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litigate

[lit-i-geyt]
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verb (used with object), lit·i·gat·ed, lit·i·gat·ing.
  1. to make the subject of a lawsuit; contest at law.
  2. Archaic. to dispute (a point, assertion, etc.).
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verb (used without object), lit·i·gat·ed, lit·i·gat·ing.
  1. to carry on a lawsuit.
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Origin of litigate

First recorded in 1605–15, litigate is from the Latin word lītigātus (past participle of lītigāre to go to law). See litigant, -ate1
Related formslit·i·ga·tive, adjectivere·lit·i·gate, verb (used with object), re·lit·i·gat·ed, re·lit·i·gat·ing.un·lit·i·gat·ed, adjectiveun·lit·i·gat·ing, adjective
Dictionary.com Unabridged Based on the Random House Unabridged Dictionary, © Random House, Inc. 2018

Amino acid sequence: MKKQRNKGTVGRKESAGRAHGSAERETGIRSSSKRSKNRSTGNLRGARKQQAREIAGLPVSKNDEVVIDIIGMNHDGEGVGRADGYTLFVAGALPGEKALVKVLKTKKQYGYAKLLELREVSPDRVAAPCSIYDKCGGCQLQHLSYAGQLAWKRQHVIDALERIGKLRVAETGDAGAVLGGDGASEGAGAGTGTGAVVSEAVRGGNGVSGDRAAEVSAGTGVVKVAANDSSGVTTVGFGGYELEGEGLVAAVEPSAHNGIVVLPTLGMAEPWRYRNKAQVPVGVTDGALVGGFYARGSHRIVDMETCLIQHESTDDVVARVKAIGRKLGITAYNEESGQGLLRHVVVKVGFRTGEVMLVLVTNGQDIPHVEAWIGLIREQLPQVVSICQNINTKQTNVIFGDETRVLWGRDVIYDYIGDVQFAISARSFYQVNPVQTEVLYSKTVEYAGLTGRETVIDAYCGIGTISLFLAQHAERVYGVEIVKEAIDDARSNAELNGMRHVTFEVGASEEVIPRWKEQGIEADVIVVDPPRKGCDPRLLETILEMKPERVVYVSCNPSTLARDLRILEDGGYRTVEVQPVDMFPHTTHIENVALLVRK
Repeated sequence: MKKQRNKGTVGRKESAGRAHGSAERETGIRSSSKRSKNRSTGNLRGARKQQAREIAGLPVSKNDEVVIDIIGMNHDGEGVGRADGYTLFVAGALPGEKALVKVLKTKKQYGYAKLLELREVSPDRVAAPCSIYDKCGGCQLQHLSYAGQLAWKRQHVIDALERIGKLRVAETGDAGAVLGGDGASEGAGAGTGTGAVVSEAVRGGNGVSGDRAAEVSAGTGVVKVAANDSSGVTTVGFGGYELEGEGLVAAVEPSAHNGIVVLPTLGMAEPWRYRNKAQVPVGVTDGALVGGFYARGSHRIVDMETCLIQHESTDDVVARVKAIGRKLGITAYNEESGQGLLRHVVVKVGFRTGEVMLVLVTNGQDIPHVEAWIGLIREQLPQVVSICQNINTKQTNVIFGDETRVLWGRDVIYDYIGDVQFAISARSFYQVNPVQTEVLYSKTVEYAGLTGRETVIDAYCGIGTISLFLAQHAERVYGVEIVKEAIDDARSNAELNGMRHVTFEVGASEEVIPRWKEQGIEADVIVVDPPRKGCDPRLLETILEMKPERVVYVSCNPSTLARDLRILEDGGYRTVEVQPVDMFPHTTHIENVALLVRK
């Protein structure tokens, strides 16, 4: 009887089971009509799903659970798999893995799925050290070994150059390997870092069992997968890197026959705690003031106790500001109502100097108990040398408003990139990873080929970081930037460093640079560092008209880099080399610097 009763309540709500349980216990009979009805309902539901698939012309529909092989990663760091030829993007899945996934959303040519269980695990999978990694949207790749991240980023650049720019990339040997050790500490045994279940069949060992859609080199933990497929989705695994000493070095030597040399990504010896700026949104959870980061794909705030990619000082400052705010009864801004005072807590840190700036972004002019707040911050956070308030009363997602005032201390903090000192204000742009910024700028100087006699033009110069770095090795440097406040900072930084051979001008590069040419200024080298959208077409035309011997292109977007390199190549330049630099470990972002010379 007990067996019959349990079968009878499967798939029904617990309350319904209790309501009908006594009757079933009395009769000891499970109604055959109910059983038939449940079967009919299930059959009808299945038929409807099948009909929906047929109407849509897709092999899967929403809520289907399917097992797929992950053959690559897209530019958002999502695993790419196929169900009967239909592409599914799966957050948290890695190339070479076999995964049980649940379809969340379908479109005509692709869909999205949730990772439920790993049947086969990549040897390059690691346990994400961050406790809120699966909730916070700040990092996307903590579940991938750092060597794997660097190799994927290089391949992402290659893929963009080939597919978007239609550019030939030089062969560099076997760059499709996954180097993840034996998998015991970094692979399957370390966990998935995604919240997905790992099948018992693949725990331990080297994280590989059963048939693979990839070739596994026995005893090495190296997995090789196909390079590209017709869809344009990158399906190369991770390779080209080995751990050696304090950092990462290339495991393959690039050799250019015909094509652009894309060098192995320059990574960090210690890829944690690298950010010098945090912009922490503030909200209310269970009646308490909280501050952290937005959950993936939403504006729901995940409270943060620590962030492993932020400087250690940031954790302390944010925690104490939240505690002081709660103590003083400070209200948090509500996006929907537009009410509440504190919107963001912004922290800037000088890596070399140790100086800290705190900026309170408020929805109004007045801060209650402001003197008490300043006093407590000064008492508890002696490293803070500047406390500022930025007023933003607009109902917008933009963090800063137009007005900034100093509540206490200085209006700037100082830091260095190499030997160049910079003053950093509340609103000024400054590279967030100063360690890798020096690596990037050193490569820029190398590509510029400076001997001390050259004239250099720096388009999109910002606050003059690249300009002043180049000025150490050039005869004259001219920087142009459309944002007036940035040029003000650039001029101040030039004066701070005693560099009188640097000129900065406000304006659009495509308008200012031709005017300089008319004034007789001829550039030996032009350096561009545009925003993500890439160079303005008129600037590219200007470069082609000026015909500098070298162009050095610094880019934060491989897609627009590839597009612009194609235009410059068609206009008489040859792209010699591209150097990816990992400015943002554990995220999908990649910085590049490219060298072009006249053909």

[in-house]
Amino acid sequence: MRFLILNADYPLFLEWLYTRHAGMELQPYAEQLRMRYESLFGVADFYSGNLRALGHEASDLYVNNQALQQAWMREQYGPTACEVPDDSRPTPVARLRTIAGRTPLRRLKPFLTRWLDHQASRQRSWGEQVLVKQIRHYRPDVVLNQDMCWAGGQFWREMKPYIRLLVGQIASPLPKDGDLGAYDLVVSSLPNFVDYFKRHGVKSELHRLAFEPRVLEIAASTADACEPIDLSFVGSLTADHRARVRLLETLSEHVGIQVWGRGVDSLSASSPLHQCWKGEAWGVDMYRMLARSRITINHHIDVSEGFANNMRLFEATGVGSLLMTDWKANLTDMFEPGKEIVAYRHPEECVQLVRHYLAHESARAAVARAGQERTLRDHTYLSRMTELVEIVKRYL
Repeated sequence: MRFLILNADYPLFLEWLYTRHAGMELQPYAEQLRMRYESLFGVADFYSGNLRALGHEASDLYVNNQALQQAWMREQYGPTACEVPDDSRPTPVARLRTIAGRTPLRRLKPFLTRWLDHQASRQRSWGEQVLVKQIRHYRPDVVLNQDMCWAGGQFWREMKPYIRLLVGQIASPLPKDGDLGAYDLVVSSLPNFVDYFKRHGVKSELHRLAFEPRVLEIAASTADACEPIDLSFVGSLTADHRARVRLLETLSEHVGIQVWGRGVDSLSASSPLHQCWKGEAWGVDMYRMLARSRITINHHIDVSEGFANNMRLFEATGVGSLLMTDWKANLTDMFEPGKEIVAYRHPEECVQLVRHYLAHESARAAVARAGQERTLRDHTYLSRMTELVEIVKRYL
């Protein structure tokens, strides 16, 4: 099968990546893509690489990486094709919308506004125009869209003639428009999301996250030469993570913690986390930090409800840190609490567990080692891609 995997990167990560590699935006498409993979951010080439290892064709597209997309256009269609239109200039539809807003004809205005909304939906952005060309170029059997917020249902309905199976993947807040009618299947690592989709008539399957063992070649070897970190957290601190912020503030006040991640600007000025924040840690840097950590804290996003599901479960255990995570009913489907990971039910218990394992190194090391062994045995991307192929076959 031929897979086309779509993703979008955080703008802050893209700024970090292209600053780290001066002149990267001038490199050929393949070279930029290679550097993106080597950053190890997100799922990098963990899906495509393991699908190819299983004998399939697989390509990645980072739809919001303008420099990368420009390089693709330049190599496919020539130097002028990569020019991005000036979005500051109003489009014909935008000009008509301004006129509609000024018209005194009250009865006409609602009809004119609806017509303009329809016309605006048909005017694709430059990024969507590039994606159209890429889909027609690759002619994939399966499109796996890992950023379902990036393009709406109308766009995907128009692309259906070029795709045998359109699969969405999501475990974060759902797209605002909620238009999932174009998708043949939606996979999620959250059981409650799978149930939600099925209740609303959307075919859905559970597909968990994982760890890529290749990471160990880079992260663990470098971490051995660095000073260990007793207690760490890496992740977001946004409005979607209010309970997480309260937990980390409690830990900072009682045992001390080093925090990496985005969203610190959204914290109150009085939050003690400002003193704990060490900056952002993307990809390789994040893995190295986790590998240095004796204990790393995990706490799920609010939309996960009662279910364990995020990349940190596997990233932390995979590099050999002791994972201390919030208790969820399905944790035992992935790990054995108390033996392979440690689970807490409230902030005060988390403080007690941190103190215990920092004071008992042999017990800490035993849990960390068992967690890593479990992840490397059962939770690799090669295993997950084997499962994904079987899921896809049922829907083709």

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British Dictionary definitions for litigate

litigate

verb
  1. to bring or contest (a claim, action, etc) in a lawsuit
  2. (intr) to engage in legal proceedings
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Derived Formslitigator, noun

Word Origin

C17: from Latin lītigāre, from līt-, stem of līs lawsuit + agere to carry on
Collins English Dictionary - Complete & Unabridged 2012 Digital Edition © William Collins Sons & Co. Ltd. 1979, 1986 © HarperCollins Publishers 1998, 2000, 2003, 2005, 2006, 2007, 2009, 2012

Word Origin and History for litigate

v.

1610s, from Middle French litigier and directly from Latin litigatus, past participle of litigare "to dispute, carry on a suit" (see litigation). Related: Litigated; litigating.

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Online Etymology Dictionary, © 2010 Douglas Harper